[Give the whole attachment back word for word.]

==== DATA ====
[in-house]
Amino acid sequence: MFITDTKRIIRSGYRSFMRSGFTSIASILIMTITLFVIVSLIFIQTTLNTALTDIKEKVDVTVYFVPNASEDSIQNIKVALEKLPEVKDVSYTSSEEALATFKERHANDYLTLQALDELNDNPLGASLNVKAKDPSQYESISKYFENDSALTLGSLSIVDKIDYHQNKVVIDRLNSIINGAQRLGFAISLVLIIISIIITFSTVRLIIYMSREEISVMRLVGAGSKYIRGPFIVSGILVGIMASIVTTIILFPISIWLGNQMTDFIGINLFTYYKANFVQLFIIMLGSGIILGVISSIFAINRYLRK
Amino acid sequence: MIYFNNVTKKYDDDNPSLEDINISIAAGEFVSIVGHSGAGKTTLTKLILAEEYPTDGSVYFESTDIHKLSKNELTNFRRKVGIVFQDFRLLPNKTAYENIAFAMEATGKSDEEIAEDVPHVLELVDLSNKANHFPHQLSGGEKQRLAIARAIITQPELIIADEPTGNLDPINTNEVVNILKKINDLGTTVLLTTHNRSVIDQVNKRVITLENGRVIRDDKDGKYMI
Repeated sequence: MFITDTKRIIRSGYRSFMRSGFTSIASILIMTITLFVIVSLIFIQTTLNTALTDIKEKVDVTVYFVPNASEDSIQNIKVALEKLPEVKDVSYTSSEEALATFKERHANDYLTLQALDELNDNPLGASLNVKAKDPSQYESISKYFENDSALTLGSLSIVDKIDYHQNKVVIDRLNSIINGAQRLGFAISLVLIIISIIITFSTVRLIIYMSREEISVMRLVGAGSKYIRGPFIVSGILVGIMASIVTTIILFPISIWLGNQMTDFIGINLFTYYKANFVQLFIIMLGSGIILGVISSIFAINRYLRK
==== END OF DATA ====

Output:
[in-house]
Amino acid sequence: MFITDTKRIIRSGYRSFMRSGFTSIASILIMTITLFVIVSLIFIQTTLNTALTDIKEKVDVTVYFVPNASEDSIQNIKVALEKLPEVKDVSYTSSEEALATFKERHANDYLTLQALDELNDNPLGASLNVKAKDPSQYESISKYFENDSALTLGSLSIVDKIDYHQNKVVIDRLNSIINGAQRLGFAISLVLIIISIIITFSTVRLIIYMSREEISVMRLVGAGSKYIRGPFIVSGILVGIMASIVTTIILFPISIWLGNQMTDFIGINLFTYYKANFVQLFIIMLGSGIILGVISSIFAINRYLRK
Amino acid sequence: MIYFNNVTKKYDDDNPSLEDINISIAAGEFVSIVGHSGAGKTTLTKLILAEEYPTDGSVYFESTDIHKLSKNELTNFRRKVGIVFQDFRLLPNKTAYENIAFAMEATGKSDEEIAEDVPHVLELVDLSNKANHFPHQLSGGEKQRLAIARAIITQPELIIADEPTGNLDPINTNEVVNILKKINDLGTTVLLTTHNRSVIDQVNKRVITLENGRVIRDDKDGKYMI
Repeated sequence: MFITDTKRIIRSGYRSFMRSGFTSIASILIMTITLFVIVSLIFIQTTLNTALTDIKEKVDVTVYFVPNASEDSIQNIKVALEKLPEVKDVSYTSSEEALATFKERHANDYLTLQALDELNDNPLGASLNVKAKDPSQYESISKYFENDSALTLGSLSIVDKIDYHQNKVVIDRLNSIINGAQRLGFAISLVLIIISIIITFSTVRLIIYMSREEISVMRLVGAGSKYIRGPFIVSGILVGIMASIVTTIILFPISIWLGNQMTDFIGINLFTYYKANFVQLFIIMLGSGIILGVISSIFAINRYLRK